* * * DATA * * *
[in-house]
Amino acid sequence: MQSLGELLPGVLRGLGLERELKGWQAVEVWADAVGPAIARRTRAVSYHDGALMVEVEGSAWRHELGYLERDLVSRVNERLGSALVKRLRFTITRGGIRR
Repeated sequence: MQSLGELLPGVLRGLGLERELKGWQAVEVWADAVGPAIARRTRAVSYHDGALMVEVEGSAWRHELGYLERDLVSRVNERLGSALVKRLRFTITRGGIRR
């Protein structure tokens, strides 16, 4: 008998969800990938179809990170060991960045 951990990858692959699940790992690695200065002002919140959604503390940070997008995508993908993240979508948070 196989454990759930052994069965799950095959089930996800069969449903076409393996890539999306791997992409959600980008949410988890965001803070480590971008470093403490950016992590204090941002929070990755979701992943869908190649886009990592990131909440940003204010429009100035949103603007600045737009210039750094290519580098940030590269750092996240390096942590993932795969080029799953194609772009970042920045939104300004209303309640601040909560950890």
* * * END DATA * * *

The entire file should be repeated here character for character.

[in-house]
Amino acid sequence: MQSLGELLPGVLRGLGLERELKGWQAVEVWADAVGPAIARRTRAVSYHDGALMVEVEGSAWRHELGYLERDLVSRVNERLGSALVKRLRFTITRGGIRR
Repeated sequence: MQSLGELLPGVLRGLGLERELKGWQAVEVWADAVGPAIARRTRAVSYHDGALMVEVEGSAWRHELGYLERDLVSRVNERLGSALVKRLRFTITRGGIRR
């Protein structure tokens, strides 16, 4: 008998969800990938179809990170060991960045 951990990858692959699940790992690695200065002002919140959604503390940070997008995508993908993240979508948070 196989454990759930052994069965799950095959089930996800069969449903076409393996890539999306791997992409959600980008949410988890965001803070480590971008470093403490950016992590204090941002929070990755979701992943869908190649886009990592990131909440940003204010429009100035949103603007600045737009210039750094290519580098940030590269750092996240390096942590993932795969080029799953194609772009970042920045939104300004209303309640601040909560950890």